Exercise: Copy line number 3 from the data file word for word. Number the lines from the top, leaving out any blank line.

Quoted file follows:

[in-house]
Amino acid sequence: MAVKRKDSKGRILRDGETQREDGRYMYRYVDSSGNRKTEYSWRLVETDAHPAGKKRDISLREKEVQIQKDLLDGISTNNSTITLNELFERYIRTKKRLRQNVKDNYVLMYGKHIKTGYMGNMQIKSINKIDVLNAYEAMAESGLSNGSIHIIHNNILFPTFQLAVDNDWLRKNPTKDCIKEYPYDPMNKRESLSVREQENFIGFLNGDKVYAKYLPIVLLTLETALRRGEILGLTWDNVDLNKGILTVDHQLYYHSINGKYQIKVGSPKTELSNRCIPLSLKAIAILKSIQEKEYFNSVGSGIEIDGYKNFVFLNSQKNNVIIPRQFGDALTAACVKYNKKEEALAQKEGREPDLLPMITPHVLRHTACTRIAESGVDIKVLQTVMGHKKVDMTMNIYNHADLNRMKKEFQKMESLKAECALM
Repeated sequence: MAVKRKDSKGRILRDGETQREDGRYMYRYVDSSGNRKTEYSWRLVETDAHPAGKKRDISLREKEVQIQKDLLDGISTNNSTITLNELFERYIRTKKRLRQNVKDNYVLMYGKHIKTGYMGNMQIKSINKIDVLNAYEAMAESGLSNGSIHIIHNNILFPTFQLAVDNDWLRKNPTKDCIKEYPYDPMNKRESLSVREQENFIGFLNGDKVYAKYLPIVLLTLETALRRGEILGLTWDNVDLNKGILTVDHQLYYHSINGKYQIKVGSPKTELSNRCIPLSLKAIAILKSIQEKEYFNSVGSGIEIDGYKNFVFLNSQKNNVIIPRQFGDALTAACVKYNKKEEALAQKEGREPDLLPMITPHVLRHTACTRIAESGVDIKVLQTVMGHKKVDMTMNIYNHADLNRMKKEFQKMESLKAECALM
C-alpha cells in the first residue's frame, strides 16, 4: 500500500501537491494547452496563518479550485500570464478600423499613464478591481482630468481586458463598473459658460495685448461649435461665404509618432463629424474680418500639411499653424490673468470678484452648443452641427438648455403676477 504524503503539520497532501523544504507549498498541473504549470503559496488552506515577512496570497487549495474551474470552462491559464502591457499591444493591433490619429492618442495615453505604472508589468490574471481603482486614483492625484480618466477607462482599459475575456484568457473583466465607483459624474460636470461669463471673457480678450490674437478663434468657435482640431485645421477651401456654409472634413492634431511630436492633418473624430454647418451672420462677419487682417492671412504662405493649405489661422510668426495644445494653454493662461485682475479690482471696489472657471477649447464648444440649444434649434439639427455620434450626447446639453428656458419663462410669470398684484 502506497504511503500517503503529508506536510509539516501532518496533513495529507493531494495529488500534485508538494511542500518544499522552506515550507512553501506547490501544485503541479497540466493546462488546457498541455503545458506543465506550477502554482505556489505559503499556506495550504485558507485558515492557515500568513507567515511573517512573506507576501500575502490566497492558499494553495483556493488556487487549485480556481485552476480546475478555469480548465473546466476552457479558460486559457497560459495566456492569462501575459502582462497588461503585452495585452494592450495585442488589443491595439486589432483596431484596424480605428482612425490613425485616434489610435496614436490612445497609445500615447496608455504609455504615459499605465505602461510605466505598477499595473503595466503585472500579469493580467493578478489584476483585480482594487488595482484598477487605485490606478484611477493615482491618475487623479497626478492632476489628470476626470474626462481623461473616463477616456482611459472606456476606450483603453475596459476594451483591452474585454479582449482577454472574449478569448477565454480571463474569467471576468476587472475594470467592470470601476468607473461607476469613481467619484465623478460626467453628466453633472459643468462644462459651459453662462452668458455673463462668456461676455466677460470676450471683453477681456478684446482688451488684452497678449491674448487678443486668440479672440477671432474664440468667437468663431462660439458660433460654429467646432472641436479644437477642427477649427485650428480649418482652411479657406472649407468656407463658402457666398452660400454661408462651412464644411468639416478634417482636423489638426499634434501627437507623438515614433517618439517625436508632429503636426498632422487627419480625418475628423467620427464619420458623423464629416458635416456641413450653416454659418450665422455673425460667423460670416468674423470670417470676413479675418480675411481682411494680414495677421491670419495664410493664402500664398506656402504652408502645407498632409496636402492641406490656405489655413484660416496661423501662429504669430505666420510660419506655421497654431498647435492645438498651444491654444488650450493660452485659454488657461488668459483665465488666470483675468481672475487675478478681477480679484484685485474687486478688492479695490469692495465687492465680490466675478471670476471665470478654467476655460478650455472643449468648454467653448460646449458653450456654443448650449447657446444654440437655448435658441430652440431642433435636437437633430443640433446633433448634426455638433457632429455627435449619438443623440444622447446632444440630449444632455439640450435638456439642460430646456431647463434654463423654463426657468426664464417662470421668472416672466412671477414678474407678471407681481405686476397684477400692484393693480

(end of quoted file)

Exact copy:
Repeated sequence: MAVKRKDSKGRILRDGETQREDGRYMYRYVDSSGNRKTEYSWRLVETDAHPAGKKRDISLREKEVQIQKDLLDGISTNNSTITLNELFERYIRTKKRLRQNVKDNYVLMYGKHIKTGYMGNMQIKSINKIDVLNAYEAMAESGLSNGSIHIIHNNILFPTFQLAVDNDWLRKNPTKDCIKEYPYDPMNKRESLSVREQENFIGFLNGDKVYAKYLPIVLLTLETALRRGEILGLTWDNVDLNKGILTVDHQLYYHSINGKYQIKVGSPKTELSNRCIPLSLKAIAILKSIQEKEYFNSVGSGIEIDGYKNFVFLNSQKNNVIIPRQFGDALTAACVKYNKKEEALAQKEGREPDLLPMITPHVLRHTACTRIAESGVDIKVLQTVMGHKKVDMTMNIYNHADLNRMKKEFQKMESLKAECALM